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Tugboats in the sixth boro of New York City vary not quite infinitely, but almost. Consider Pegasus (1907), here with Lehigh Valley 79 (1914) alongside. And my social medium tells me they’re about to link up and travel again soon. Watch Pier 25.
Rounding it all out . . . is JoAnne Reinauer III (1970), here passing the unmistakeable Torm-orange house of Torm Thames (2005), and see this spotlight by selfabsorbedboomer.
Having called this set almost infinitely varied, I must say there’s NOTHING operating in the sixth boro quite an unusual as Joseph Thompson Jr. (portions from 1944), the tug portion of an ATM unit currently working the North Coast between US and Canadian ports. Thank’s to Isaac Pennock aka tugboathunter for introducing me to this vessel; For the dizzying set of transformations, read the bio by boatnerd here . . . and follow the fotos, especially the ones by Mark Vander Meulen, Steve Hause, Lee Rowe, and Rod Burdick.
Foto of Discovery Coast by Joel Milton; all others by Will Van Dorp.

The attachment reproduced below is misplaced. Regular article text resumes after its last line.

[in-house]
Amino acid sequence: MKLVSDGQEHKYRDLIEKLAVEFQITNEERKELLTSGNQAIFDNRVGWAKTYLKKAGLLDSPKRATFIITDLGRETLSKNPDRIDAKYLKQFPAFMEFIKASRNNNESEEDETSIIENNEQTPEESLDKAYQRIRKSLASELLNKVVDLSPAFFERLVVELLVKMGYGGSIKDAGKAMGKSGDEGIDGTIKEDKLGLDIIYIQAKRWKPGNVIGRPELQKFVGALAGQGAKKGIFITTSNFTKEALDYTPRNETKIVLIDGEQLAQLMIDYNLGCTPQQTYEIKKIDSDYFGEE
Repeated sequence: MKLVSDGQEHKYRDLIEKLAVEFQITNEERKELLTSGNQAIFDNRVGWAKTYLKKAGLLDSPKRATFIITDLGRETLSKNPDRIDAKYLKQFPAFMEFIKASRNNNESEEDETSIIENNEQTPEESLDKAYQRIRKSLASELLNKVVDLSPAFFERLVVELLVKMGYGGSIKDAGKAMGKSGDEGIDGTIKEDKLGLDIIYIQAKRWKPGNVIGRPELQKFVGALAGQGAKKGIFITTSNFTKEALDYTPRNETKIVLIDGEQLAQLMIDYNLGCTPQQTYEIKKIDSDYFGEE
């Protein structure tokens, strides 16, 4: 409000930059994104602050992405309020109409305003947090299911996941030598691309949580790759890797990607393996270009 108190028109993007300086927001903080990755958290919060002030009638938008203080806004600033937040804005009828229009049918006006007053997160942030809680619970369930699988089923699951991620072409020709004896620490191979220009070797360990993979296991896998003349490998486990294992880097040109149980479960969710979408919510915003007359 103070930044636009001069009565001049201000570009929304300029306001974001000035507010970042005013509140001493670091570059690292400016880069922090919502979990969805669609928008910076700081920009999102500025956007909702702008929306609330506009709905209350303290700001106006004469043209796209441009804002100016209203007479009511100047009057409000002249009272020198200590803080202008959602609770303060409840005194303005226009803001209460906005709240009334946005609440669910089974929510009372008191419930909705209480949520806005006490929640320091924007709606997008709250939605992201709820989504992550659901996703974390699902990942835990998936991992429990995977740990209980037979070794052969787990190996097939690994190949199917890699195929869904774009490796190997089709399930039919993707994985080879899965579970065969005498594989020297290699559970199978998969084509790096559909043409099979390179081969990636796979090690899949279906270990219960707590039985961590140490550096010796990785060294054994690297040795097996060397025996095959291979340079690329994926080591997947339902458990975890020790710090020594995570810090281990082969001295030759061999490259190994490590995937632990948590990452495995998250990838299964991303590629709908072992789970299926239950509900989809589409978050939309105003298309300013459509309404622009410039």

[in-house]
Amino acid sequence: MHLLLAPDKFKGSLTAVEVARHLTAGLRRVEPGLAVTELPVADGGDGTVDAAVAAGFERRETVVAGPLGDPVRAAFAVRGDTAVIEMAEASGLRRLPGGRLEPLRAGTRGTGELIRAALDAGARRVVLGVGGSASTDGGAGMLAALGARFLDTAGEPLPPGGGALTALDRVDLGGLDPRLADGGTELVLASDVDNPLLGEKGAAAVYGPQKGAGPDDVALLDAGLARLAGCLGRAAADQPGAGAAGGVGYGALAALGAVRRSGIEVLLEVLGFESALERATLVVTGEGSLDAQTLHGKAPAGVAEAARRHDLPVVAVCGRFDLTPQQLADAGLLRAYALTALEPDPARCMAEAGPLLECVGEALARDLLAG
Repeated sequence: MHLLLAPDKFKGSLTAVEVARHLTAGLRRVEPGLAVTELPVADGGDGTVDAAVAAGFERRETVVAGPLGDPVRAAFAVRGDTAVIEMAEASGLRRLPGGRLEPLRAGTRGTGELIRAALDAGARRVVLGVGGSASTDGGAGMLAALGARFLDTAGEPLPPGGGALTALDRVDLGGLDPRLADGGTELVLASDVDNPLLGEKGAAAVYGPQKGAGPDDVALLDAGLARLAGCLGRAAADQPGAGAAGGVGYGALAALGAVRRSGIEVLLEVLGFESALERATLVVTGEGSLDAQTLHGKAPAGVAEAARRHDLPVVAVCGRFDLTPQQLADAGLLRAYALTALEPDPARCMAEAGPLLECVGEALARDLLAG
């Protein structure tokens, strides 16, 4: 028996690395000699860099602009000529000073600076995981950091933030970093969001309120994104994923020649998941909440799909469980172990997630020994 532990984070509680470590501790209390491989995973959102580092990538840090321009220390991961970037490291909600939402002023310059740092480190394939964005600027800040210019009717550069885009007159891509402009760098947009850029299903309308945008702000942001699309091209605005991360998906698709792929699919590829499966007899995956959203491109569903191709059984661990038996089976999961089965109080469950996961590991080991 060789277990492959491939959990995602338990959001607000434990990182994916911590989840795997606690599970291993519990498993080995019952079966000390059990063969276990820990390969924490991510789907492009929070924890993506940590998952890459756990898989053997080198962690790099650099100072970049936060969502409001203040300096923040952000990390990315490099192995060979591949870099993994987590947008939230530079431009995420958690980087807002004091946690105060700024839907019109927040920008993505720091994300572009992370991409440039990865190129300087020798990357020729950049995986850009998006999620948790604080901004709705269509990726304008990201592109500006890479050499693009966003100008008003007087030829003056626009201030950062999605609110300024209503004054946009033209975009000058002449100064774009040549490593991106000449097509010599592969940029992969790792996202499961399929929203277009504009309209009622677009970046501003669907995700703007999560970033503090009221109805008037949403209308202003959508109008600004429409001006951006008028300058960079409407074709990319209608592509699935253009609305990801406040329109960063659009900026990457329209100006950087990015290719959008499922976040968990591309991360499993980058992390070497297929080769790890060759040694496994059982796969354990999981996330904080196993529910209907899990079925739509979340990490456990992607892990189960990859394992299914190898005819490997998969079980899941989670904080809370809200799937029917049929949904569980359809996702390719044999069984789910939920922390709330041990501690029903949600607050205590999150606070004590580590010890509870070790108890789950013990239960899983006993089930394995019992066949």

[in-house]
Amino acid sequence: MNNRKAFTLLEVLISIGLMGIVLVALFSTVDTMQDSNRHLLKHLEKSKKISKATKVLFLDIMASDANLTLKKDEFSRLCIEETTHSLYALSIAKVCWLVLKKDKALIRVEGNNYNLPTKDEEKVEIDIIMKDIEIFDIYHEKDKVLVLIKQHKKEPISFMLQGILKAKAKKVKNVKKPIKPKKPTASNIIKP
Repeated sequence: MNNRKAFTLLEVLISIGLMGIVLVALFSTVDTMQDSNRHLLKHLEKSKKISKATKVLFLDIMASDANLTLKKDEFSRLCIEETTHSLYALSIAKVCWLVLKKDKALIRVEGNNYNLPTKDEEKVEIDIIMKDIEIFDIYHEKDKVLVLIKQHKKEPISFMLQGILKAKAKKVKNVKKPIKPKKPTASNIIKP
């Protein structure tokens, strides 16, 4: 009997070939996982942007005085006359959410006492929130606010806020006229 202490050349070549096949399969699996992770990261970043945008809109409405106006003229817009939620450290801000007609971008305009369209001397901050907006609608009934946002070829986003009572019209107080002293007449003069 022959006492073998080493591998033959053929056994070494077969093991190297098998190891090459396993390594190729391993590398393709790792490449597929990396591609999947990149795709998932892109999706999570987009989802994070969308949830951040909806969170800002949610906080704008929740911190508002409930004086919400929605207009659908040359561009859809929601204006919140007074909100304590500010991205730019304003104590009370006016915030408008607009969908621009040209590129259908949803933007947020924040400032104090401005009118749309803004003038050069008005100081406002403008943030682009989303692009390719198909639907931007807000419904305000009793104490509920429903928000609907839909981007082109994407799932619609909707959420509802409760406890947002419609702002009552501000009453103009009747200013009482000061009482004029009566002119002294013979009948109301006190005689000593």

A short post today . . . it’s December and just to call it windy out is an understatement along the lines of saying that in winter the sixth boro is less hot than in June, that sex is just exercise, and that this video is a fenderbender.
Oh, well . . . enjoy these fotos: Specialist II slings a string (strings along a sling?) of rock scows into the confluence of the East (so-called) River and the Hudson. That’s
Red Hook container port in the background, with the nose of Mary Whalen protruding from behind the blue warehouse.
And here’s a catch-up from my Philly posts of last week: when Captain Dann towed the Lockwood 2002 barge south-bound the cargo looked
all boxed up like this. Maybe something headed south or east for Sinterklaas?
All fotos by Will Van Dorp.
Thanks to Carolina Salguero of PortSide NewYork for calling that video to my attention.